Its wave of charged particles will collide with Earth’s orbit tonight at 10 p.m. EST. Should we be worried?
NASA’s Solar Dynamics Observatory (SDO) captured stunning images of the mega flare on Monday evening, as Valentine’s Day came to a close. Perhaps to honor the fire in Cupid’s heart, the sun emitted a Class X2.2 flare—the largest seen in the current solar cycle. Each cycle lasts approximately 11 years, and the current one—which began in January 2008—is expected to reach its peak around 2013.
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“It has been the largest flare since December 6, 2006, so a long time coming,” Phil Chamberlin, a scientist with the SDO, told space.com. “There were some clues that led us to believe the likelihood of moderate to large flares (M class or above) could occur, but we were all surprised when it actually happened to be a large X-class.”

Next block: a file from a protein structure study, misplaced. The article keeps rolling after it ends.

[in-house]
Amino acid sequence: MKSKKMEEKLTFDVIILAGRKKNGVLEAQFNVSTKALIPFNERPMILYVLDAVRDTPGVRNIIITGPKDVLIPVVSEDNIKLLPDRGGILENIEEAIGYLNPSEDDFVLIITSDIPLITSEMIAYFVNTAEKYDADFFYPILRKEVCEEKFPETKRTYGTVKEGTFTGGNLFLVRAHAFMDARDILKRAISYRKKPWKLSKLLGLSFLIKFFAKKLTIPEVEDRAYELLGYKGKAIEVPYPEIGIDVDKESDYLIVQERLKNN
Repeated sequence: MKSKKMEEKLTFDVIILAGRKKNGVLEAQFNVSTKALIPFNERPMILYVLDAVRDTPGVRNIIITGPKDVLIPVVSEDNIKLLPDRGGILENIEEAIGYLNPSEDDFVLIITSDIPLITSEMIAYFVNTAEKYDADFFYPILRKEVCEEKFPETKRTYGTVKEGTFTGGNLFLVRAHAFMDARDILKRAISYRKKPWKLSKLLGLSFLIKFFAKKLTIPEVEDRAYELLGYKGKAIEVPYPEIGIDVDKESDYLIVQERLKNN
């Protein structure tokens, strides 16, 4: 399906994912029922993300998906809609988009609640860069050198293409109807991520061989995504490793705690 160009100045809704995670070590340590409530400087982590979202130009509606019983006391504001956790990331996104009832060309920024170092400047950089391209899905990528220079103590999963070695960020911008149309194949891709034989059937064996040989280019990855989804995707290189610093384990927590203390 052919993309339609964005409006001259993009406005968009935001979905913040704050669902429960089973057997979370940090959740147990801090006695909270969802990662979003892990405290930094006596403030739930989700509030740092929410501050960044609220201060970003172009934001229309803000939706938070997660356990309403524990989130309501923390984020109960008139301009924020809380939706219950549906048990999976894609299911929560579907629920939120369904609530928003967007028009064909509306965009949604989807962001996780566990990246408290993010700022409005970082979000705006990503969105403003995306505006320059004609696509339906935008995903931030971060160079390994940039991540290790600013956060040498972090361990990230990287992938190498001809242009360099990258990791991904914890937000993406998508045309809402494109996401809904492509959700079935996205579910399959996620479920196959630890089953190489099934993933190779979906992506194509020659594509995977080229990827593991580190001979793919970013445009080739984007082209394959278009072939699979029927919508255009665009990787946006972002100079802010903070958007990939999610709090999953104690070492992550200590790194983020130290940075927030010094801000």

When sunspot 1158 erupted, it sent forth a wave of radiation that hit the Earth within seconds. Clearly we all survived. But what’s going to happen when the so-called “coronal mass ejection” — basically a plasma cloud of protons and electrons — hits us tonight?
Not much. Although the cloud could cause radio blackouts and temporary communication problems with some satellites, life will proceed as normal because Earth’s magnetic field deflects most of the oncoming particles. The most noticeable effect will be dazzling displays of aurora borealis—the Northern Lights—which could be visible as far south as the northern United States. (via NASA)
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